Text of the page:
FAO urges Asian states to regulate meat trade

The UN Food and Agriculture Organisation has urged authorities in East and Southeast Asia to regulate the trade of meat products.

The FAO warns that the region’s surge in consumption of meat and other animal goods is threatening the health of millions of people and livestock. It says unregulated producers are racing to meet the demand, often ignoring disease and contamination risks.

The FAO’s figures show that during the last 50 years, consumption of meat products has soared in East Asia, from 8.7 kg per capita in the mid 1960s to 50 kg per person in 2015 — an increase of more than 500%. The trend is set to continue, increasing a further 15% by the middle of this century.

The FAO links the soaring consumption to increased prosperity in the region, mainly in China, along with changing diets and demand for more protein-rich foods. However, even excluding China, the region’s meat consumption has trebled during the same period.

Japan’s meat consumption from nearly 33kg per person in the mid-1980s to more than 41kg in the late 1990s, while its net imports quadrupled and self-sufficiency fell by around one-third.

“The elephant in the room is the population explosion in the region — and not only in terms of human population, but also of animal populations in food and agriculture,” Juan Lubroth, the FAO’s chief veterinary officer, told a meeting at the FAO’s regional office for Asia and the Pacific.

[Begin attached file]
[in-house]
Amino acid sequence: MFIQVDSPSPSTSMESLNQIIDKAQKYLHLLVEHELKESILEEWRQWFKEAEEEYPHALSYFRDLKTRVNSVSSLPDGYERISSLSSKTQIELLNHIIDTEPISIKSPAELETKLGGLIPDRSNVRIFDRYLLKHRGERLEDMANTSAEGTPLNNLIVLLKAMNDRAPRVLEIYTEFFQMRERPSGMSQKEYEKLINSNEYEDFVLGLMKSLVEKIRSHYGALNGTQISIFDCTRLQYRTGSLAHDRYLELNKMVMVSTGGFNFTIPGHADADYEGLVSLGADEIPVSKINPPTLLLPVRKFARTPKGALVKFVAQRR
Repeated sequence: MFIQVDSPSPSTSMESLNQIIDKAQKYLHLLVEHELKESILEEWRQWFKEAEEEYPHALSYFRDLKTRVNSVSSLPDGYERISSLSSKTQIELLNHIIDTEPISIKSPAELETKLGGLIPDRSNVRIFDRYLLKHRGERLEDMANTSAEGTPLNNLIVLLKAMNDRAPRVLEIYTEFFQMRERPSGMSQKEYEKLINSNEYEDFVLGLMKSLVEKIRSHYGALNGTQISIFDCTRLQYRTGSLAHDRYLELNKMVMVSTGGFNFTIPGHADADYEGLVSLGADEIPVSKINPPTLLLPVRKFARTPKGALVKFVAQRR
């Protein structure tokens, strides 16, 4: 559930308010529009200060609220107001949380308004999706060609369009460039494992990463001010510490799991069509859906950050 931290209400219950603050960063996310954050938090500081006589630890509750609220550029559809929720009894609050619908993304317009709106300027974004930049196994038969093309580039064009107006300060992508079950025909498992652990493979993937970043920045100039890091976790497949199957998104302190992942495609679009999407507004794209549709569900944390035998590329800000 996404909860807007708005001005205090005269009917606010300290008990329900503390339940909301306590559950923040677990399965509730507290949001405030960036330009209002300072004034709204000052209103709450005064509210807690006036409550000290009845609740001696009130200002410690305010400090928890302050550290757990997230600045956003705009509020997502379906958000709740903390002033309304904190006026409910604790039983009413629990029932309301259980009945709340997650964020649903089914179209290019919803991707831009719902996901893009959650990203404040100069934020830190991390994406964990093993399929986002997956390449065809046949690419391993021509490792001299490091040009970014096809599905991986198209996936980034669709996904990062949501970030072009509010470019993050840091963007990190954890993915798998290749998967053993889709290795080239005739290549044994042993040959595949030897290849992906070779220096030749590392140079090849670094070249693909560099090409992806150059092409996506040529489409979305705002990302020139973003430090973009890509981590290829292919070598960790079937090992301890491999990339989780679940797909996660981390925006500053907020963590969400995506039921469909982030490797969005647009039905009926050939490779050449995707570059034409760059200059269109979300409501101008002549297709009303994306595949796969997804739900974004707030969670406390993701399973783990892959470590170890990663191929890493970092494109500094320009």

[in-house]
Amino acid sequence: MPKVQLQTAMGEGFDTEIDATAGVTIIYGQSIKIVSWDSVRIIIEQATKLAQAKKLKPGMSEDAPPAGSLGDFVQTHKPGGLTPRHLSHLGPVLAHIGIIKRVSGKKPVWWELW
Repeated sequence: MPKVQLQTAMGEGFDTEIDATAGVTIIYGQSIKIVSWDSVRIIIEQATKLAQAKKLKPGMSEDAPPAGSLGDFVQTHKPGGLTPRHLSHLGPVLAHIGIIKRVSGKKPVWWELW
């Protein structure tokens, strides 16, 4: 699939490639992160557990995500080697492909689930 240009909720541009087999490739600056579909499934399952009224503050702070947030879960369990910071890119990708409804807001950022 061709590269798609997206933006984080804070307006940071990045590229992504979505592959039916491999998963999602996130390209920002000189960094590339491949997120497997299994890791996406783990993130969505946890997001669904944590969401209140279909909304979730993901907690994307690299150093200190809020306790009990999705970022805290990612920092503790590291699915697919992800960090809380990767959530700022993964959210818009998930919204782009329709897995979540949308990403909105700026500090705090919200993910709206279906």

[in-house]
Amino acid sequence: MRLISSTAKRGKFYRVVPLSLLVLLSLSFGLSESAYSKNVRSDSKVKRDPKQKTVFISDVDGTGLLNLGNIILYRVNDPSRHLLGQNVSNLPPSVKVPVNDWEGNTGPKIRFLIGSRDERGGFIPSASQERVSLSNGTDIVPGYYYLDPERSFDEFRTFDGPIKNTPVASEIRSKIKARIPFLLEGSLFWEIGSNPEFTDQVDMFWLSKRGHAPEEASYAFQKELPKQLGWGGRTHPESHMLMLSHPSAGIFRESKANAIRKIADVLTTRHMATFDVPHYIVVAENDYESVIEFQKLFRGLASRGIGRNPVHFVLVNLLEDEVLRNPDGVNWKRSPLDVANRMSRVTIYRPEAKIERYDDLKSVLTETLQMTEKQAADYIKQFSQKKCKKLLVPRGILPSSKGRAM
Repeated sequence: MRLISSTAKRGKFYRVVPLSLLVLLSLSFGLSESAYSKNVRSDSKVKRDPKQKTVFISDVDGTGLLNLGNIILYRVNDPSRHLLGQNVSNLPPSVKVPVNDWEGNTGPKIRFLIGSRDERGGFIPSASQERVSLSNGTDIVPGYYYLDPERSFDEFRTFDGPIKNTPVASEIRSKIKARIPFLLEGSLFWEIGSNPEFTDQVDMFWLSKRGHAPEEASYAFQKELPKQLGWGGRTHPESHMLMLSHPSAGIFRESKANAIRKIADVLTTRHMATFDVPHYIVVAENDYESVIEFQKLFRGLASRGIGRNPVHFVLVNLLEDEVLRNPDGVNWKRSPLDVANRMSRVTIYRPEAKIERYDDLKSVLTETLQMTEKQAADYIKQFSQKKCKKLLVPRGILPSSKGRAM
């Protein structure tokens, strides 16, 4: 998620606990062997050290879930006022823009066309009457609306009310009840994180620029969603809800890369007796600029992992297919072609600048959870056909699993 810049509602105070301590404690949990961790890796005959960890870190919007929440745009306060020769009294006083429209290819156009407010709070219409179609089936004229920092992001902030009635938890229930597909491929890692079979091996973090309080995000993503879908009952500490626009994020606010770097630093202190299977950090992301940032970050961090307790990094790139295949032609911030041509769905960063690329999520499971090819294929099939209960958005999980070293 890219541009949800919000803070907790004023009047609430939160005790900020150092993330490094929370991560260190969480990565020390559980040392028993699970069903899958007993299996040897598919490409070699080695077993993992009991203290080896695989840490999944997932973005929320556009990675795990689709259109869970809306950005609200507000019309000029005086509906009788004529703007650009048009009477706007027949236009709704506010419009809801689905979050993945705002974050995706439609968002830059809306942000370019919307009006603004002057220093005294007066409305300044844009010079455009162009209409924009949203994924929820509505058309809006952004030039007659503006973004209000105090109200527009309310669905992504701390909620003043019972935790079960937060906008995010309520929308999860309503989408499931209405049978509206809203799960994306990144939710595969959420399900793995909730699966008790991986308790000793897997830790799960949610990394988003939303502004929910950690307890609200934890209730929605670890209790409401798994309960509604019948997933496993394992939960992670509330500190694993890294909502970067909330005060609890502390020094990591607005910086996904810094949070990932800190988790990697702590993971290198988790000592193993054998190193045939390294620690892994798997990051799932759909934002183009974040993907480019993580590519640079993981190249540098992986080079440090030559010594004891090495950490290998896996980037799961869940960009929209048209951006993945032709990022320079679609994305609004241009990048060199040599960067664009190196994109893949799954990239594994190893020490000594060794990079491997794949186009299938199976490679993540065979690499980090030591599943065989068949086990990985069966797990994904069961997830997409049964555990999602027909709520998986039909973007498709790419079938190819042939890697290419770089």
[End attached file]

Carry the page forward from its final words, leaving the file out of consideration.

“The soaring demand for more meat products is driving an industry to have those products ready for purchase in the markets but there are risks associated with this.”

More than 70% of all current transmittable human diseases are contracted from animals (zoonosis), and as animal production for human consumption increases in East Asia, so too does the threat of emerging pathogens that can spread between animals and people and cross borders even before symptoms begin to appear, the FAO has warned.



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